The government shutdown crisis demonstrates Trump’s effort to make good on his signature election campaign promise. At the same time, the crisis indicates that the coming year will see increasing partisanship and strife on capitol hill.

Latin America

Brazil: US Base

On January 1, 2018, the inauguration of the new President, Jair Bolsonaro, took place in Brazil. Simultaneously, US Secretary of State Michael Pompeo arrived in Brazil. In negotiations with Bolsonaro, he agreed to strengthen cooperation between Brazil and the United States. The new Brazilian president also promised to put pressure on Cuba and Venezuela.

In an interview with local media, Jair Bolsonaro said that he was in favor of an alliance with the United States. He did not rule out that an American military base could appear in Brazil. In addition, Bolsonar said that he was worried about Russia’s support of Venezuela and Moscow’s military activities in the region.

The pro-American course of Brazil’s leadership will hinder the process of liberating Latin America from the unipolar hegemony of the United States and significantly weaken the BRICS alliance. Brazil will be the United States’ new main ally in the region, which will make it difficult for such actors as Russia, China and Turkey to make headway on the continent.

Venezuela: dual power

On January 10, Nicolas Maduro was re-inaugurated as the office of President of Venezuela. However, the opposition controlling the country’s parliament refused to recognize Maduro as head of state, having boycotted the presidential elections last year. Juan Guaido, the head of Venezuela’s opposition-led Congress, declared himself to be the new president of the country.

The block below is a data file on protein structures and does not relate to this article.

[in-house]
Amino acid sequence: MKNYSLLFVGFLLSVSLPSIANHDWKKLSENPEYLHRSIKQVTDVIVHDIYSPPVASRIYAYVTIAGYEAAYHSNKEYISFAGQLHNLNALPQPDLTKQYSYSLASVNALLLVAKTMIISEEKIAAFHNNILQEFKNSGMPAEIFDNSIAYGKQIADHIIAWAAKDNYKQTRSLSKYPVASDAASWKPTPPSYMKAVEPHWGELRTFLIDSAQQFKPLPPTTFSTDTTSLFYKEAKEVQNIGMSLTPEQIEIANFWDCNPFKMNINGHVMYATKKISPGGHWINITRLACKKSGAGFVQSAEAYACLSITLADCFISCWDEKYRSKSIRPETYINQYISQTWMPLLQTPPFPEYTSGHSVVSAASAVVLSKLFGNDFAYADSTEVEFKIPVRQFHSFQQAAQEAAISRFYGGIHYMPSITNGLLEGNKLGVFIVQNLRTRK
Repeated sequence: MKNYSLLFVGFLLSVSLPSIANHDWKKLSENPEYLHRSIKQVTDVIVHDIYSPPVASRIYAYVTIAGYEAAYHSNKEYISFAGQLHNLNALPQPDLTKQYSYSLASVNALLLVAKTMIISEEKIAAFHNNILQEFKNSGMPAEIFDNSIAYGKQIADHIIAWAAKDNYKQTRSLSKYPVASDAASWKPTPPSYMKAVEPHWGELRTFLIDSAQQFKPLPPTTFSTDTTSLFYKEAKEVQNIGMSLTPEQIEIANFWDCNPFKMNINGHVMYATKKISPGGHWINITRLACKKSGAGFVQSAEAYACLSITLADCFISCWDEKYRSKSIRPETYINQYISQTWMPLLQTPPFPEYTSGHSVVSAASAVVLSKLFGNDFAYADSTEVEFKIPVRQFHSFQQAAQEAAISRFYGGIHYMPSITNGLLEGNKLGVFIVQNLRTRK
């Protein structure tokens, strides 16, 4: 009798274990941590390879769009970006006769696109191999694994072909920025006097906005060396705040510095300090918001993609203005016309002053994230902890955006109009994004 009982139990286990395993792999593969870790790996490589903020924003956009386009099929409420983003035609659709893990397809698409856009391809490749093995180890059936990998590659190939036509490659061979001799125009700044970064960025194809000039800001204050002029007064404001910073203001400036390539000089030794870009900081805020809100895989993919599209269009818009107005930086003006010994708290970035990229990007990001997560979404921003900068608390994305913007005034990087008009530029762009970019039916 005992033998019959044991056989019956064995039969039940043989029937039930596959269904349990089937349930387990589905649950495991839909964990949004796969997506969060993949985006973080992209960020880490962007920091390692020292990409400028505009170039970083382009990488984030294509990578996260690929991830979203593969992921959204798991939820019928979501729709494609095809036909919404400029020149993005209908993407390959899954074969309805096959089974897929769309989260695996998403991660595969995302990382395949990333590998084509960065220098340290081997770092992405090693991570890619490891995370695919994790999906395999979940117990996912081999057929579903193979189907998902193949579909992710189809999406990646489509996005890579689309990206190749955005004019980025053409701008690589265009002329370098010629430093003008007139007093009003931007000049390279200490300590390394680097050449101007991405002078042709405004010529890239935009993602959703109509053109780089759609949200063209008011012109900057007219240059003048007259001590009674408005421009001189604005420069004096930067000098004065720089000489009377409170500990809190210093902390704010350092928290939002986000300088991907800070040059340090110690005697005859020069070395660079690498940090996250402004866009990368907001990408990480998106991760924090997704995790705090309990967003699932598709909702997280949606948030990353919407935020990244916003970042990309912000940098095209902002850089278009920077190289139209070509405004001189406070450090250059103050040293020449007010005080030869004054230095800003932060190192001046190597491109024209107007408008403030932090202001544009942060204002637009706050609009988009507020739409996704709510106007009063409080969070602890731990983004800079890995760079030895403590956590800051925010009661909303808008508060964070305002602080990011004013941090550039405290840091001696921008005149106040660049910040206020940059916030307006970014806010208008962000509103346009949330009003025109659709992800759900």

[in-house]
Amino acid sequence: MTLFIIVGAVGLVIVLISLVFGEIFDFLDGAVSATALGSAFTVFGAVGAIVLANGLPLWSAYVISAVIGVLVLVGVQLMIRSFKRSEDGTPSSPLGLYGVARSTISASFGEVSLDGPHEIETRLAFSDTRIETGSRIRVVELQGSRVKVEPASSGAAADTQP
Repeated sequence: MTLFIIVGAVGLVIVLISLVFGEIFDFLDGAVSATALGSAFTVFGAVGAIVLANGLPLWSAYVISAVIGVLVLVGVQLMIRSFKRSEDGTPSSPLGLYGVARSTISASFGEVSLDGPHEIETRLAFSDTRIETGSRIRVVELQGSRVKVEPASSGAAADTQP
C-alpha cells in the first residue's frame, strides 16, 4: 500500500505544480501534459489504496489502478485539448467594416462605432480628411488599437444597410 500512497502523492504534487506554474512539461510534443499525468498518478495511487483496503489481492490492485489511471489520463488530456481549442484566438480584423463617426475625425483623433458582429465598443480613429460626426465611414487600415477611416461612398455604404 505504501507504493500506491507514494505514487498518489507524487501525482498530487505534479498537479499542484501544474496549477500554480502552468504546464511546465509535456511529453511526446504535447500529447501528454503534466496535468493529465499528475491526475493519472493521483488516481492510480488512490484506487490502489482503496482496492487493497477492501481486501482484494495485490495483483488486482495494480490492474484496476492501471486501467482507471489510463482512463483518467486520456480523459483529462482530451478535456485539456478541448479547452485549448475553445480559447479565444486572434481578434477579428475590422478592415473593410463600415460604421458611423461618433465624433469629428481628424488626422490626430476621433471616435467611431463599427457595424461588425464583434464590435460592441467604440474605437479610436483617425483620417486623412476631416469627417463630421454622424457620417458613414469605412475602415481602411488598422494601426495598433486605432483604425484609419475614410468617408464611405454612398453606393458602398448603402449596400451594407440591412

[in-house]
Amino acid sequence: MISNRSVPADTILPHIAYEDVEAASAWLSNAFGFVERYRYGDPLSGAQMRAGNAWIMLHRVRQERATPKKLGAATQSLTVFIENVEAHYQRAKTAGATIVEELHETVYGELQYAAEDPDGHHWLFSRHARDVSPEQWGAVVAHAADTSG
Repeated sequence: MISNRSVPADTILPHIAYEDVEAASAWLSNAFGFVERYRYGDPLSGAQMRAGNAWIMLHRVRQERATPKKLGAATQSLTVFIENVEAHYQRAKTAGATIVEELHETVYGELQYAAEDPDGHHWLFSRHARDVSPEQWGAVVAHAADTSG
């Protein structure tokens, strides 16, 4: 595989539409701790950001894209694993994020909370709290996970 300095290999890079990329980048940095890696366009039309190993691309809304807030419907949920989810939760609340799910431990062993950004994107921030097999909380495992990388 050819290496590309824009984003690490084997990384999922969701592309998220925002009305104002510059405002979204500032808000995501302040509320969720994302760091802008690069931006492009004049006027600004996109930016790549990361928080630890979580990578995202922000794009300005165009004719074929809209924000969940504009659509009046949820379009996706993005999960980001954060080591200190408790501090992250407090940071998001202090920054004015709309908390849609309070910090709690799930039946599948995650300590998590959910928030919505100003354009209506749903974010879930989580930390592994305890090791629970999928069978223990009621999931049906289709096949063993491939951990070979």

On January 22, the President of the United States recognized Guaido as President of Venezuela. The crisis of competing presidential claims aggravated the already dire situation in the country. The world community has split. Nicolas Maduro is supported by Turkey, Russia, China, Nicaragua, Bolivia, and Guaido was supported by the US, Brazil and their Latin American allies. The EU issued an ultimatum to Maduro, calling for new elections.

All the levers of control are currently still in the hands of Maduro. However, the US and its new main ally in the region Brazil are creating the preconditions to challenge the legitimacy of Maduro’s government. The result of these efforts may even be a military intervention against Venezuela.

Middle East

USA: a message to the Arabs

On January 10, US Secretary of State Michael Pompeo delivered a speech in Cairo, in which he outlined the main priorities of the United States in the Middle East. He called the US a “Force for good in the Middle East ” and stated the need to contain Iran.

Pompeo also said that the United States, despite the withdrawal of troops from Syria, will not completely leave the Middle East.

Pompeo announced that the United States is working on the formation of a new Middle East Strategic Alliance (MESA), which will counter threats in the region and promote economic and energy cooperation between states.

USA: negotiations with the Taliban

At the end of January, the next round of negotiations between representatives of the US and the Taliban on the possible withdrawal of US troops from Afghanistan and the signing of a peace agreement came to a close. Following the talks, US officials showed a restrained optimism regarding the outcome. US Secretary of State Mike Pompeo noted that the United States is ultimately seeking to remove its troops from Afghanistan altogether.

Afghan President Ashraf Ghani expressed concern about the talks, as his government has not participated in them. However, it is highly doubtful that the United States will completely leave Afghanistan anytime soon. Washington needs control over Afghanistan in order to exert influence in Central Asia. This region is equally important for opponents of the United States: China, Iran and Russia in particular. A complete withdrawal of troops would strengthen their position, and represent an admission of defeat on Washington’s part. However, if Taliban leadership agrees to maintain American military presence, a significant number of their militants will move to more radical organizations, including ISIS. This could lead to serious security problems for every country in Eurasia.

Turkey: Security Zone in Syria

Throughout January 2019, talks were held between Turkey and the United States over northern Syria. On January 20, US President Donald Trump and Turkish Recep Tayyip Erdogan decided to speed up the negotiation process with a phone call.